LILLY: I often eat while I work too. When you write about food, create meal plans, edit food photos and develop recipes on a regular basis, you have to eat.
LANE: I’ve had Annie home for lunch with me for the past 5 years (and Clara before that). Lunch has always been a transition time after preschool pickup or a morning activity. After lunch, I’d set up quiet time and do some light work (email and social media). I have no idea what I’ll do now that I’ll be home alone midday! I think I’ll try to listen to a podcast or read during lunch.
Pick Up, The Witching Hour, and Dinner
MEG: I picked up Sam around 3. His daycare is right near the mall so we usually run some errands (today was grocery shopping). He fell asleep in the car, so I listened to a podcast.
LILLY: I would love to get back into work mode, while Zed naps, but that is often interrupted by him waking up. So, my afternoons end up involving podcasts too, along with housework, cooking, and food photography.
My daughter just started Kindergarten and I was not prepared for her after school drama. We created a picture-driven to do list for the morning and evening routine. Juliette loves it, and it really helps keep us on track. We added in a short after-school routine (snack, backpack away, lunch unpacked, etc.). Once her after-school routine is complete, she chooses an activities from a list she came up with. So far it is working to keep her focused rather than in whine mode.
LANE: Lilly is right about the “After School Drama!” Clara is often hungry and cranky at pickup from school and needs a good snack and a little time to stabilize her blood sugar and unwind, which usually happens in the car. Now I’ll have two tired girls to pick up, so I’ll need to be prepared with lots of healthy snacks and patience.
Night Owl or Get Some Sleep?
MEG: My husband has a really unpredictable work schedule, so my evenings are unpredictable. Tonight he was home around 6, so he put Sam to bed while I finished making dinner. I used to be a night owl, but becoming mom to an early bird has put me in bed by 9:30 every night.
LILLY: We are starting to really prioritize bedtime—as it gets darker earlier this is getting easier. My husband reads to the kids and often takes the lead on the routine, but I’m the drill sergeant if anyone gets distracted. My son just recently he started falling asleep during storytime. How amazing to finally have a little moment to myself in the evening! When that happens, I write, work, or meditate.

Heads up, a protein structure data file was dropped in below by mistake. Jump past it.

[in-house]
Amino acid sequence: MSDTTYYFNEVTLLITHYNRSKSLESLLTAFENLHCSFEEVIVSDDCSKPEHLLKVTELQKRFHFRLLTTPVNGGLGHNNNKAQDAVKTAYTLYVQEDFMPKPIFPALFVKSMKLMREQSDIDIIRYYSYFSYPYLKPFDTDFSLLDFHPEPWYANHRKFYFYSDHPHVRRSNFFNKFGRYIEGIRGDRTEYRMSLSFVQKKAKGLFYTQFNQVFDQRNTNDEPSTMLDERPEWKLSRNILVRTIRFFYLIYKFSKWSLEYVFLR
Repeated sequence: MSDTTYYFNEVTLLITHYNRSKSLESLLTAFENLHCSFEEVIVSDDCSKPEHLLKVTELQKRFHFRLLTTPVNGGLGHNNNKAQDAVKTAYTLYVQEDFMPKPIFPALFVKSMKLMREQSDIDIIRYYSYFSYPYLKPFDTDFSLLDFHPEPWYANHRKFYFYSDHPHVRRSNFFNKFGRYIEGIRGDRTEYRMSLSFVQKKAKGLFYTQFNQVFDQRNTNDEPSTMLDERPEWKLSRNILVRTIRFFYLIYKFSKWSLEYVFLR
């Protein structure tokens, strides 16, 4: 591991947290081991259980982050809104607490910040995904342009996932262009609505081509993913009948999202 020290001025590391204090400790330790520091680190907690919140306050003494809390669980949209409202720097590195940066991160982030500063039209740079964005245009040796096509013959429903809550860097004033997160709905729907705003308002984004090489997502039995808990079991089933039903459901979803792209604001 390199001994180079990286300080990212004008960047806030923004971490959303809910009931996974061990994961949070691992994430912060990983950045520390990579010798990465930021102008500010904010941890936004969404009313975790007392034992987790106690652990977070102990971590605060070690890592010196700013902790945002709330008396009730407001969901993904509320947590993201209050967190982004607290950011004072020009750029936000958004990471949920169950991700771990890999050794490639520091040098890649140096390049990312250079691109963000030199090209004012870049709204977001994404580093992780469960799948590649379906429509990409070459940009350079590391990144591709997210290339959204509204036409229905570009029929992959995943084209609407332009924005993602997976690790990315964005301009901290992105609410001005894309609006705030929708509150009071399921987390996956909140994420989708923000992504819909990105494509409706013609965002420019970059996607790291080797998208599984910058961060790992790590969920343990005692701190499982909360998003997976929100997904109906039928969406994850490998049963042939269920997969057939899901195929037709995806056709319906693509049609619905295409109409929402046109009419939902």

LANE: We usually divide and conquer at bedtime. We have a staggered system that takes both adults most nights. However, tonight I’ve got a live Q&A session for my online program, so my husband’s on his own. I prep things early in the day to make the evening go as smoothly as possible.
On a typical night after bedtime I do a little prep for the morning and make sure I’ve got my “to do” list ready for the next day too. I used to try and do some work at night, but have given up. It’s never productive time, just lots of surfing and staring at my screen—I’m just too tired!
LILLY: After the bedtime routine, my husband usually does the evening dishes, while I further tidy the kitchen and we catch up on our day. We fold laundry together and consider this a mini date—we are finally able to talk.
Lane, I love that you set up your to do list the night before—I want to do that, too. I am with you though that by the time the evenings come I am useless for work, my brain is mush.
Structuring Your Work Week
MEG: I have childcare two days a week (Mondays and Thursdays), and I work my ass off during that time. Other weekdays are filled with kid-friendly activities, but I’m always on e-mail on my phone and often work during Sam’s naptimes. I try to turn off work when my husband gets home, unless I’m working towards a big deadline.